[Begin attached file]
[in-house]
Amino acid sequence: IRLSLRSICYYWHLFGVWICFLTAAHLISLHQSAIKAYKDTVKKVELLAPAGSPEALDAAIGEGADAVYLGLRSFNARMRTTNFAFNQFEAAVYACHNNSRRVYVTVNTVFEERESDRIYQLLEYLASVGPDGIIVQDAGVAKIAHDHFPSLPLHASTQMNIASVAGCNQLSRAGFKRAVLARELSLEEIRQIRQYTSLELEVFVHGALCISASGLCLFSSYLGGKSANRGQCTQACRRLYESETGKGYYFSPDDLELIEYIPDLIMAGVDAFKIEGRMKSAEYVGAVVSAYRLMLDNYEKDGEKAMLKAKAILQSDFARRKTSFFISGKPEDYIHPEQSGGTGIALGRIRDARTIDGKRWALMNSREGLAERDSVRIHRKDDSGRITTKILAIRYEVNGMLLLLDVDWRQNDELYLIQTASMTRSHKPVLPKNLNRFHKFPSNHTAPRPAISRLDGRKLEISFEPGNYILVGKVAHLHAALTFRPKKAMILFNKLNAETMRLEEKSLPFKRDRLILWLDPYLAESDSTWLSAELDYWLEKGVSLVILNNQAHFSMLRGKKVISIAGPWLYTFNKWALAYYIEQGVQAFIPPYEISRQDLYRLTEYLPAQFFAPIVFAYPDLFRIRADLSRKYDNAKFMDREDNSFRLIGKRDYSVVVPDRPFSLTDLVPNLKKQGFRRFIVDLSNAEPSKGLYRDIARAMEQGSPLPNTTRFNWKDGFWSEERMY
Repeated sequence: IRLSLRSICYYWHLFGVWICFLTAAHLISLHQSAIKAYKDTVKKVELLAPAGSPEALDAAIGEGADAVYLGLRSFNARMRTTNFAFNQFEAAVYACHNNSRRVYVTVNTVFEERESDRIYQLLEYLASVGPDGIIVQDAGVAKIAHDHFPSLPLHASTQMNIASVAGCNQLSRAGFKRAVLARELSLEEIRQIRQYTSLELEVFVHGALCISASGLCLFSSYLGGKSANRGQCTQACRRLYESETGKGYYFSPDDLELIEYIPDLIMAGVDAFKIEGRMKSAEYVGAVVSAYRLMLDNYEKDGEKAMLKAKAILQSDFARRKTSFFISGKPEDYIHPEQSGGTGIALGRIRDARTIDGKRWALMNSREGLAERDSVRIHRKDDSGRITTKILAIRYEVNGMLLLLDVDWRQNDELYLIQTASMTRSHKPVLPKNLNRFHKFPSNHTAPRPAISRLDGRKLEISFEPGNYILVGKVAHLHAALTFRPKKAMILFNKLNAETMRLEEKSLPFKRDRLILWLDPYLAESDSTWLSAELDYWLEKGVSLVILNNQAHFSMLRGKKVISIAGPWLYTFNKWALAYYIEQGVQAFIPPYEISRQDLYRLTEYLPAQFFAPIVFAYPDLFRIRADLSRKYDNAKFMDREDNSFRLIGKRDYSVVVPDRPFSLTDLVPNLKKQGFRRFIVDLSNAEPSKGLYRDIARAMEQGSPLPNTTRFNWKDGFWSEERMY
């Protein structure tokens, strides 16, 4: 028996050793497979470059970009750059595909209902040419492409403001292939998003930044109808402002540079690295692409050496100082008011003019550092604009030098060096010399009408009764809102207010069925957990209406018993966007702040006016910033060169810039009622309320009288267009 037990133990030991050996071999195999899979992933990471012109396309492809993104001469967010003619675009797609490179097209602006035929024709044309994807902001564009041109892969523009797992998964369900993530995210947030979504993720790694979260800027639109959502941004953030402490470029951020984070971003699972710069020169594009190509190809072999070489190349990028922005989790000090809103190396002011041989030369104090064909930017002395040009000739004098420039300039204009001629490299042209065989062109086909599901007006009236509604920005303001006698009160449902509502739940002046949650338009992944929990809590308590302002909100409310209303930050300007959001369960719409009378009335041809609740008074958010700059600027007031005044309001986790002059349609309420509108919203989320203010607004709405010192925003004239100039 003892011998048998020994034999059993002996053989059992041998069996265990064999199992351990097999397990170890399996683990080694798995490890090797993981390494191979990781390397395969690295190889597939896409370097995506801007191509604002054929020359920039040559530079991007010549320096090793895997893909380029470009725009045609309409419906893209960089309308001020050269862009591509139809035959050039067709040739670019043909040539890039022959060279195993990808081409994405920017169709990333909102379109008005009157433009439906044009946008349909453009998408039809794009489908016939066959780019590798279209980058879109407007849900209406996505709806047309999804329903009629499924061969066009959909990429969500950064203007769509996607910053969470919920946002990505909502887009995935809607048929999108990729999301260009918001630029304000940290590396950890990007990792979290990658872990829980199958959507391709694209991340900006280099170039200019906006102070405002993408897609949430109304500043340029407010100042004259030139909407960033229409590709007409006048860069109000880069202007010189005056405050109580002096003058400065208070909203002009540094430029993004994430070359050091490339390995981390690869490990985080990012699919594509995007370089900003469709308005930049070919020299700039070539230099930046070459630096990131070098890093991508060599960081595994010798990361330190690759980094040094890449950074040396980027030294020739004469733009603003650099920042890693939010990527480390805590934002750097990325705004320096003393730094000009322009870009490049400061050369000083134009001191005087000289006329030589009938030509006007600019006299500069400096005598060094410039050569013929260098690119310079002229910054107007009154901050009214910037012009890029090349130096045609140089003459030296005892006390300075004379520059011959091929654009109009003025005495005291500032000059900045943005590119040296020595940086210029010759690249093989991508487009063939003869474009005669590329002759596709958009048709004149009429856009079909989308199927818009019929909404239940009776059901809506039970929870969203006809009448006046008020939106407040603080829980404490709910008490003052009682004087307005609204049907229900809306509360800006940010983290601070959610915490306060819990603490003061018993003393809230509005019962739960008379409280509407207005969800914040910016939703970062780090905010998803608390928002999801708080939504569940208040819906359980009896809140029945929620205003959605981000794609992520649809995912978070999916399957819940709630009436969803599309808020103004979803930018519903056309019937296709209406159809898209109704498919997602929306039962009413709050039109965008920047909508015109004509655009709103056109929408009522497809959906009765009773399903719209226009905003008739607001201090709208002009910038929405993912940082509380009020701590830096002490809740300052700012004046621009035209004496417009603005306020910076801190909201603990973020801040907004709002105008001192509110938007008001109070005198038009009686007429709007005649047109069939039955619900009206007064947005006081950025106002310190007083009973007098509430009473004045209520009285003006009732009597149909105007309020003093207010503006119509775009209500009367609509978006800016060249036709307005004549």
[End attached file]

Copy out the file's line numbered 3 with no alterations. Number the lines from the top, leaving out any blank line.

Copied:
Repeated sequence: IRLSLRSICYYWHLFGVWICFLTAAHLISLHQSAIKAYKDTVKKVELLAPAGSPEALDAAIGEGADAVYLGLRSFNARMRTTNFAFNQFEAAVYACHNNSRRVYVTVNTVFEERESDRIYQLLEYLASVGPDGIIVQDAGVAKIAHDHFPSLPLHASTQMNIASVAGCNQLSRAGFKRAVLARELSLEEIRQIRQYTSLELEVFVHGALCISASGLCLFSSYLGGKSANRGQCTQACRRLYESETGKGYYFSPDDLELIEYIPDLIMAGVDAFKIEGRMKSAEYVGAVVSAYRLMLDNYEKDGEKAMLKAKAILQSDFARRKTSFFISGKPEDYIHPEQSGGTGIALGRIRDARTIDGKRWALMNSREGLAERDSVRIHRKDDSGRITTKILAIRYEVNGMLLLLDVDWRQNDELYLIQTASMTRSHKPVLPKNLNRFHKFPSNHTAPRPAISRLDGRKLEISFEPGNYILVGKVAHLHAALTFRPKKAMILFNKLNAETMRLEEKSLPFKRDRLILWLDPYLAESDSTWLSAELDYWLEKGVSLVILNNQAHFSMLRGKKVISIAGPWLYTFNKWALAYYIEQGVQAFIPPYEISRQDLYRLTEYLPAQFFAPIVFAYPDLFRIRADLSRKYDNAKFMDREDNSFRLIGKRDYSVVVPDRPFSLTDLVPNLKKQGFRRFIVDLSNAEPSKGLYRDIARAMEQGSPLPNTTRFNWKDGFWSEERMY